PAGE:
Characterization of photovoltaic devices for indoor light harvesting and customization of flexible dye solar cells to deliver superior efficiency under artificial lighting
Francesca De Rossi, Tadeo Pontecorvo, Thomas M. Brown
The field of energy harvesting holds the promise of making our buildings "smart" if effective energy sources can be developed for use in ambient indoor conditions. Photovoltaics (PV), especially in its thin flexible form for easy integration, become a prime candidate for the aim, if tailored for low-density artificial light.We designed a test system which enabled us to measure the performance of PV devices under compact fluorescent lamp (CFL) and light-emitting diode (LED) illumination at different illuminance levels and compared polycrystalline and amorphous silicon cells with our own flexible dye solar cells (DSCs). Whereas poly-Si cells, with 15% outdoor efficiency, delivered at 200lux under CFL only 2.8μW/cm2 power density (and an efficiency of 4.4%), a-Si specifically designed for indoors, gave 5.9μW/cm2 and 9.2% efficiency under the same CFL conditions (and 7.5% efficiency under LED).However, we show that the customization of flexible DSCs, by simply formulating ad-hoc less-concentrated, more transparent electrolytes, enabled these devices to outperform all others, providing average power densities of 8.0μW/cm2 and 12.4% efficiencies under 200lux CFL (more than quadruple compared to those measured at 1sun), and 6.6μW/cm2 and 10% efficiency under 200lux LED illumination.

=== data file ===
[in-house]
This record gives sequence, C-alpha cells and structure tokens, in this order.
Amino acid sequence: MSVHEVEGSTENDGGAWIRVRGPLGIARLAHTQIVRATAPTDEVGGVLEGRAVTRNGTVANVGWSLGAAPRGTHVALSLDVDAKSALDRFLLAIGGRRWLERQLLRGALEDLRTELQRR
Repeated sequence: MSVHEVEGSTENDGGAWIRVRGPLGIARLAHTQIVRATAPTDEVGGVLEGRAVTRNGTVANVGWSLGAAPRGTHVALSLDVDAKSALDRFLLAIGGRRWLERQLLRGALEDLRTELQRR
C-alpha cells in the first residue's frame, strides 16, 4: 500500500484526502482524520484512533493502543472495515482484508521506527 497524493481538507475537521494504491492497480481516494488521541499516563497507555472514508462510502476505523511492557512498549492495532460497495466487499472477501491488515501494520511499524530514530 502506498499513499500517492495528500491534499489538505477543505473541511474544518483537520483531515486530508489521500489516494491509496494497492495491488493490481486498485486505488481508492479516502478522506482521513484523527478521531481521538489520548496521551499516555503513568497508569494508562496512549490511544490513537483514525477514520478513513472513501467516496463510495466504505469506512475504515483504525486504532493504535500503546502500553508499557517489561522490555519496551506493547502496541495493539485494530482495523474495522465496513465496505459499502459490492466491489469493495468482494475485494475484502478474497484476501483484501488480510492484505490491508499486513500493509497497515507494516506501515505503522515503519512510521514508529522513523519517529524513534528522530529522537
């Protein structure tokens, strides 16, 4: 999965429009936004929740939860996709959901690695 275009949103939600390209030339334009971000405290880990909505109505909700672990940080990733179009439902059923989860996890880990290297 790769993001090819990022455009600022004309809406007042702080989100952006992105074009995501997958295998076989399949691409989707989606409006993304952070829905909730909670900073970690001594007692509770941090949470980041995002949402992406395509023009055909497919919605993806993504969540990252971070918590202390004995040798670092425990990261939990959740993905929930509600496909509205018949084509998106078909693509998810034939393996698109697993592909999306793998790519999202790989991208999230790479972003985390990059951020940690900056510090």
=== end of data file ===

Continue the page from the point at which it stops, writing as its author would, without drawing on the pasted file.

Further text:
Applied Energy 156:413-422. 2015